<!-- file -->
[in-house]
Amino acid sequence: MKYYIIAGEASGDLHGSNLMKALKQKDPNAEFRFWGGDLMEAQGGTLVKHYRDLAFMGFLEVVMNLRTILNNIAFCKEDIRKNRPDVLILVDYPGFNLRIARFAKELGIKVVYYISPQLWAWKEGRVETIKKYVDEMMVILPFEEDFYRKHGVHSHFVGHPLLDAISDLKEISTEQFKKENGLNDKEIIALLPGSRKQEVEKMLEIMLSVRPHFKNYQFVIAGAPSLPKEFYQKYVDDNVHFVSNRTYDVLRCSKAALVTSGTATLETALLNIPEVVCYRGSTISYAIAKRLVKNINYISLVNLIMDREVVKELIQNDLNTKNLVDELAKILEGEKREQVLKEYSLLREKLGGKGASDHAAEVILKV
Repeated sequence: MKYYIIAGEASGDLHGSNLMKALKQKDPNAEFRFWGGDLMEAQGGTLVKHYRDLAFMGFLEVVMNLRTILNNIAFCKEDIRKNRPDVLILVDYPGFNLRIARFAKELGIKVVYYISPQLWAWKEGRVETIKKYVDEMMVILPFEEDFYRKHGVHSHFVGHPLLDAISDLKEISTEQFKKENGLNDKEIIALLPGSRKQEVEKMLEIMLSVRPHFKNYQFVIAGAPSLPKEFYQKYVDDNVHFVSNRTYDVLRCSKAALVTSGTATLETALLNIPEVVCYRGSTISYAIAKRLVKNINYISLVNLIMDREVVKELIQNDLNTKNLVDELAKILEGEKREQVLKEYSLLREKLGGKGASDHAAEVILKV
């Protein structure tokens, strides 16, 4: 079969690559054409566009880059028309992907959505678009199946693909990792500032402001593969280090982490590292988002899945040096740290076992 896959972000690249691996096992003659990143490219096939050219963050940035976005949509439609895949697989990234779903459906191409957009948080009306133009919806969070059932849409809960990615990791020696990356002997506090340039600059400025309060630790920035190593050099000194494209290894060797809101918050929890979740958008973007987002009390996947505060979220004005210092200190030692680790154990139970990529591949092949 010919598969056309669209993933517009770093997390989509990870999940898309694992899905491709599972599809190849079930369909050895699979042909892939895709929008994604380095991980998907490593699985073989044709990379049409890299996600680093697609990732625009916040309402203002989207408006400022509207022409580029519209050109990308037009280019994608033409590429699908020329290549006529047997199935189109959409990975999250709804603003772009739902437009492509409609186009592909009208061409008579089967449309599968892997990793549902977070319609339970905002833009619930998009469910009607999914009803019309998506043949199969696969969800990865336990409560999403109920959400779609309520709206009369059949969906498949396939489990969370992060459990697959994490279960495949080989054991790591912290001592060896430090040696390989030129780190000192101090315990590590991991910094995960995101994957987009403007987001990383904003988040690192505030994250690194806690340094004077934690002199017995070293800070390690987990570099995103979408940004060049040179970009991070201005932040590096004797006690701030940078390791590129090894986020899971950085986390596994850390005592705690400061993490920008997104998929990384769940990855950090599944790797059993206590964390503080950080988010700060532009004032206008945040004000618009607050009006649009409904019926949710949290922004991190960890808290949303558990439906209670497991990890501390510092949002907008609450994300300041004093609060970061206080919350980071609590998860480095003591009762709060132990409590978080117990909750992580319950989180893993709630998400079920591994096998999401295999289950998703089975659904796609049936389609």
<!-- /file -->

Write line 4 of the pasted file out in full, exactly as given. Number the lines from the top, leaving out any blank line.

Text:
């Protein structure tokens, strides 16, 4: 079969690559054409566009880059028309992907959505678009199946693909990792500032402001593969280090982490590292988002899945040096740290076992 896959972000690249691996096992003659990143490219096939050219963050940035976005949509439609895949697989990234779903459906191409957009948080009306133009919806969070059932849409809960990615990791020696990356002997506090340039600059400025309060630790920035190593050099000194494209290894060797809101918050929890979740958008973007987002009390996947505060979220004005210092200190030692680790154990139970990529591949092949 010919598969056309669209993933517009770093997390989509990870999940898309694992899905491709599972599809190849079930369909050895699979042909892939895709929008994604380095991980998907490593699985073989044709990379049409890299996600680093697609990732625009916040309402203002989207408006400022509207022409580029519209050109990308037009280019994608033409590429699908020329290549006529047997199935189109959409990975999250709804603003772009739902437009492509409609186009592909009208061409008579089967449309599968892997990793549902977070319609339970905002833009619930998009469910009607999914009803019309998506043949199969696969969800990865336990409560999403109920959400779609309520709206009369059949969906498949396939489990969370992060459990697959994490279960495949080989054991790591912290001592060896430090040696390989030129780190000192101090315990590590991991910094995960995101994957987009403007987001990383904003988040690192505030994250690194806690340094004077934690002199017995070293800070390690987990570099995103979408940004060049040179970009991070201005932040590096004797006690701030940078390791590129090894986020899971950085986390596994850390005592705690400061993490920008997104998929990384769940990855950090599944790797059993206590964390503080950080988010700060532009004032206008945040004000618009607050009006649009409904019926949710949290922004991190960890808290949303558990439906209670497991990890501390510092949002907008609450994300300041004093609060970061206080919350980071609590998860480095003591009762709060132990409590978080117990909750992580319950989180893993709630998400079920591994096998999401295999289950998703089975659904796609049936389609």